Ninth-inning disaster strikes White Sox in crushing 8-7 loss to can’t-miss Rays

With a two-run lead entering the ninth, Reynaldo Lopez gave up a home run to Christian Bethancourt, a sharp single to Yandy Diaz and a towering blast to Brandon Lowe. The first three batters were all it took.

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Chicago White Sox v Tampa Bay Rays

White Sox reliever Reynaldo Lopez walks off the field while Brandon Lowe rounds the bases with a walk-off homer Friday at Tropicana Field.

Photo by Julio Aguilar/Getty Images

ST. PETERSBURG, Fla. — Friday nearly was a walk in the fiberglass-covered park for the White Sox.

Instead, the roof caved in on them in an 8-7 loss to the can’t-miss Rays at Tropicana Field.

Does everything have to be painfully difficult for the Sox this season?

That wasn’t a rhetorical question. Still, only 20 games in, we’re getting a pretty strong indication of an answer in the affirmative. The 7-13 Sox are having a brutal go of it, which, you might recall, could have been said about last season, too. If there’s an end in sight, it’s awfully hard to see it at the moment.

The bottom of the ninth inning was a one-two-three-punch knockout from which the Sox have no choice but to try to recover. With a 7-5 lead entering the inning, Reynaldo Lopez gave up a home run to Christian Bethancourt, a sharp single to Yandy Diaz and a towering blast to Brandon Lowe. The first three batters were all it took.

It had to be the toughest loss for first-year manager Pedro Grifol so far.

‘‘They’re all difficult,’’ Grifol said. ‘‘A loss is a loss in the big leagues, and we’ve just got to keep going.’’

But instead of a happy or determined-looking clubhouse, the Sox had Lopez slumped over in his seat, facing away from the rest of the room, with Grifol leaning in and cradling the reliever in his arms.

‘‘We took a two-run lead into the ninth with Lopey, and we all trust Lopey,’’ Grifol said. ‘‘And I’ll trust him again tomorrow. That’s it.’’

After a shower, Lopez made brief comments.

‘‘What happened today is today,’’ he said. ‘‘Tomorrow is another day. Just turn the page and try to be the best tomorrow.’’

But tomorrow still means the Rays are on the docket, and that’s trouble of the worst kind. They became the first team since the 2009 Dodgers to open 11-0 at home, just tied their longest home winning streak ever and, at 17-3, continue to swing well above the weight that their payroll, rundown stadium and roster — still overshadowed in the American League East — would seem to make possible.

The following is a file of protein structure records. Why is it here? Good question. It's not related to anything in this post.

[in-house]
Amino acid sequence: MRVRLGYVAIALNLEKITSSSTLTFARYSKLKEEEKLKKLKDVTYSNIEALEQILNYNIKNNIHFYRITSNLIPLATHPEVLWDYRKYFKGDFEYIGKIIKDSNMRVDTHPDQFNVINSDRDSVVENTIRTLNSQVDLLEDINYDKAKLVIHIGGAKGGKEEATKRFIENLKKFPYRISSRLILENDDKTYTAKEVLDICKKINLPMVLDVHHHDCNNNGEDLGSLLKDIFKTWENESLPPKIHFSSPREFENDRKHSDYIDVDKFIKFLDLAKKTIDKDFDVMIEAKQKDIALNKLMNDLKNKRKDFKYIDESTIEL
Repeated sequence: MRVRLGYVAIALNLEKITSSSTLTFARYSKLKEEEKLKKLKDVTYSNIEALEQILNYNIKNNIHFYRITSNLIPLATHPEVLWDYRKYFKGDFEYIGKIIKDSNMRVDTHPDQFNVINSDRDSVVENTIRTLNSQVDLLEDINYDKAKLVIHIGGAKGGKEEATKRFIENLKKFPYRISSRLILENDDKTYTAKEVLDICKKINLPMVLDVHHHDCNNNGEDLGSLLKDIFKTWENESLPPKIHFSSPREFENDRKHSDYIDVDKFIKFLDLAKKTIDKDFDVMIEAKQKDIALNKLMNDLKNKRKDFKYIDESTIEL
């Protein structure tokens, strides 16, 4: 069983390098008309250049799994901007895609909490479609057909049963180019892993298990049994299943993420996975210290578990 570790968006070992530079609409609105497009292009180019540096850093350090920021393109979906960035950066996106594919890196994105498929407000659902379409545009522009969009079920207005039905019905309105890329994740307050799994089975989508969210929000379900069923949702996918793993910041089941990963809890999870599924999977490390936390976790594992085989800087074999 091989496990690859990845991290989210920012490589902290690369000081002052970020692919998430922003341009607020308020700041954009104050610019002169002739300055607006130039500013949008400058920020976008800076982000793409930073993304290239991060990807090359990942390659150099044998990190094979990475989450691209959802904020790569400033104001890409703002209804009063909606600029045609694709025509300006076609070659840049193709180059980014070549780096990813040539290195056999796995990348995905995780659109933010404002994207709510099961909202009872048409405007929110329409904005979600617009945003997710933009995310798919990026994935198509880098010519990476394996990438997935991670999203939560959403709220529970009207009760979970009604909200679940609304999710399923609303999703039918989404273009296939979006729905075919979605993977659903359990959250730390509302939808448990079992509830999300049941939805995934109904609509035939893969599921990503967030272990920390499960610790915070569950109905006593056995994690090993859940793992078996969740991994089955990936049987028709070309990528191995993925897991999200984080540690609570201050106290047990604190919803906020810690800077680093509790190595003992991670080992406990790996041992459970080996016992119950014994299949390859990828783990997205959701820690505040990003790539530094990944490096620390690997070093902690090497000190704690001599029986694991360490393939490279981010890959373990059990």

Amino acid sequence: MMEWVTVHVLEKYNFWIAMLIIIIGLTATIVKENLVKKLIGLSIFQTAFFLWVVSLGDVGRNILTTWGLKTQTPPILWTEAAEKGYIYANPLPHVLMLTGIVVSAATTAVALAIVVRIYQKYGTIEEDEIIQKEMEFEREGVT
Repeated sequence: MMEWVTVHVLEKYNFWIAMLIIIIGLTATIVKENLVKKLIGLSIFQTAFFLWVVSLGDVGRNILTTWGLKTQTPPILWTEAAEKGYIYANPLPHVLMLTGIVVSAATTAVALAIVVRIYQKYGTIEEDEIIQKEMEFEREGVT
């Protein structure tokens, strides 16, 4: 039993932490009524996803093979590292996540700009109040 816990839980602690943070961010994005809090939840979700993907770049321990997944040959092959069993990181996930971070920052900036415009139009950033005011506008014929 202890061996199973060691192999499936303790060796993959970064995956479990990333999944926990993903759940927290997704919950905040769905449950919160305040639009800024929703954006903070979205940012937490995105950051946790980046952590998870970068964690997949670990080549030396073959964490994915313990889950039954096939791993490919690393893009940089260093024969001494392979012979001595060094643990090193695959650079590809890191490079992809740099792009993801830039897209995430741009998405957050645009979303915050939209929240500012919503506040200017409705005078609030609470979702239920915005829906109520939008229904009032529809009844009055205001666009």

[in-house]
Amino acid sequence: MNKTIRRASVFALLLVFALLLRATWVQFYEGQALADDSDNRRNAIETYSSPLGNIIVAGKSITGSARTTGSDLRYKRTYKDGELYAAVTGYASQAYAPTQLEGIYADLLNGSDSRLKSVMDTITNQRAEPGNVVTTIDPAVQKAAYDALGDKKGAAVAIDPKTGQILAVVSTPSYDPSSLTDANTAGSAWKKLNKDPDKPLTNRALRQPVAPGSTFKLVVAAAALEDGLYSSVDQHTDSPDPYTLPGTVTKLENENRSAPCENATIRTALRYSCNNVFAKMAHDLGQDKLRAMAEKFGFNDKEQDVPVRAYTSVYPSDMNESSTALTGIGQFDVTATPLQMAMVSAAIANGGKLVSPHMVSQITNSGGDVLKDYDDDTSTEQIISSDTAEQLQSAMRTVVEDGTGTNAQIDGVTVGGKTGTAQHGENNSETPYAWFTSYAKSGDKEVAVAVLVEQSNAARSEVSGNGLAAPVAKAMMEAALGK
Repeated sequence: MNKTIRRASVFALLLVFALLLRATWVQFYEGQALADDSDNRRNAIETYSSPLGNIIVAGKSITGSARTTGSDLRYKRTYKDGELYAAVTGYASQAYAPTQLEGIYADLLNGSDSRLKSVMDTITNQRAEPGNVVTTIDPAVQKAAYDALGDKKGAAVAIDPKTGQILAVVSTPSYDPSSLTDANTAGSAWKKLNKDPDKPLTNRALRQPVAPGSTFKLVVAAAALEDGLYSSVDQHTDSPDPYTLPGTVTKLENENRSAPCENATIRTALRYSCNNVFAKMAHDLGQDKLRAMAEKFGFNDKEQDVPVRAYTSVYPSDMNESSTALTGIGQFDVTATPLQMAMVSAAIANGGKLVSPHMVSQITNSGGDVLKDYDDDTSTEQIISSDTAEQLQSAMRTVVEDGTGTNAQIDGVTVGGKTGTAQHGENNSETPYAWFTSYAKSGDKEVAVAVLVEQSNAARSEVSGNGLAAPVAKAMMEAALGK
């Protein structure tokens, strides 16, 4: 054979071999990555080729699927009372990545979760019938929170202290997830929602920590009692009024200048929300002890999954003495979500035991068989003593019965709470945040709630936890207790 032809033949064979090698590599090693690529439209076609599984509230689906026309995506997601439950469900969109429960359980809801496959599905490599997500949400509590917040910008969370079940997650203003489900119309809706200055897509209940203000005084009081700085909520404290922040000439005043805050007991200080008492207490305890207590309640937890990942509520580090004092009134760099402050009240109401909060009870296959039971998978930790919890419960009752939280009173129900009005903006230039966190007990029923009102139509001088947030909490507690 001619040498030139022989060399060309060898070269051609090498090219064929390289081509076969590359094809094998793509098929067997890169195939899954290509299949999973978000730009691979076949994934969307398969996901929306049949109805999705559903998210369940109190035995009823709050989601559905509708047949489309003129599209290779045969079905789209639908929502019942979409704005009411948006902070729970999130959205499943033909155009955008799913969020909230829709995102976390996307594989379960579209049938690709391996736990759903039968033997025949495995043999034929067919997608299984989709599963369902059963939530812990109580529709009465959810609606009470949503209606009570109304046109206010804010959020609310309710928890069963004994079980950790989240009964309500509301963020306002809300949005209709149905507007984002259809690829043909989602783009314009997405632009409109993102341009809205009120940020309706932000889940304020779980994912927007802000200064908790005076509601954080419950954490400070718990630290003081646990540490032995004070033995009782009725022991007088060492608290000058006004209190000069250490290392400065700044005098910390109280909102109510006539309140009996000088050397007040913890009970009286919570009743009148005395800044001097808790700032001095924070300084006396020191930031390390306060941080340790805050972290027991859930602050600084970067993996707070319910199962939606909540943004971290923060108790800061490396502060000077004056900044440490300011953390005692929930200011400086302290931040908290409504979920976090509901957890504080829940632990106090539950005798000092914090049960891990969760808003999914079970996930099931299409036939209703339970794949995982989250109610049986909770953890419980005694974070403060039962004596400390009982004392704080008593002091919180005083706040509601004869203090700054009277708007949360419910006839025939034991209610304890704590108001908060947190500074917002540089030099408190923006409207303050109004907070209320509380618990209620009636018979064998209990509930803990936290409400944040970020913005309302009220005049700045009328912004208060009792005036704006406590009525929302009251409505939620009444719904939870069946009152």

And that barely scratches the surface of how dominant the Rays have been. They entered the series with the lowest team ERA in the majors and a cartoonish run differential of plus-83, the largest through 19 games in the modern era.

They laid into Sox starter Michael Kopech for four two-out runs in the first inning, the second pair coming in on a long homer by Harold Ramirez. It was the Rays’ 43rd homer in their first 20 games — four off the major-league record — and gave the best power-hitting team in baseball at least one homer in each game so far, tying the Mariners’ record run to start the 2019 season.

But the Sox responded with three runs in the second, with Yasmani Grandal and Jake Burger taking hits the opposite way — Burger’s going for a double — and Oscar Colas, Elvis Andrus and Andrew Benintendi piling in with RBI hits. Just like that, it was 4-3.

‘‘Our guys battled,’’ Grifol said. ‘‘We got down 4-0 in the first, and that dugout never stopped.’’

And in a ridiculous top of the third, the Sox never started — swinging, that is — because Rays reliever Jalen Beeks made sure it was unnecessary. Beeks walked Andrew Vaughn, Grandal, Colas, Andrus and Lenyn Sosa in an off-the-rails display. Six Sox in all walked in the inning — a first for the team since in 1959 — and three runs scored without the benefit of a single hit.

And then Kopech dug in, righting himself through the fifth, touching a season-high 99 mph on his fastball and making sure the momentum didn’t slip away from the Sox.

A bullpen that has been hit hard without its usual anchor, closer Liam Hendriks, rose up mightily for three huge innings, with Jimmy Lambert striking out the side in the sixth and Kendall Graveman and Aaron Bummer giving up squat in the seventh and eighth.

And then?

You already know what happened then.

‘‘Credit to [the Rays],’’ Kopech said. ‘‘When you’re hot, you’re hot.’’

And when you’re not, you’re not.

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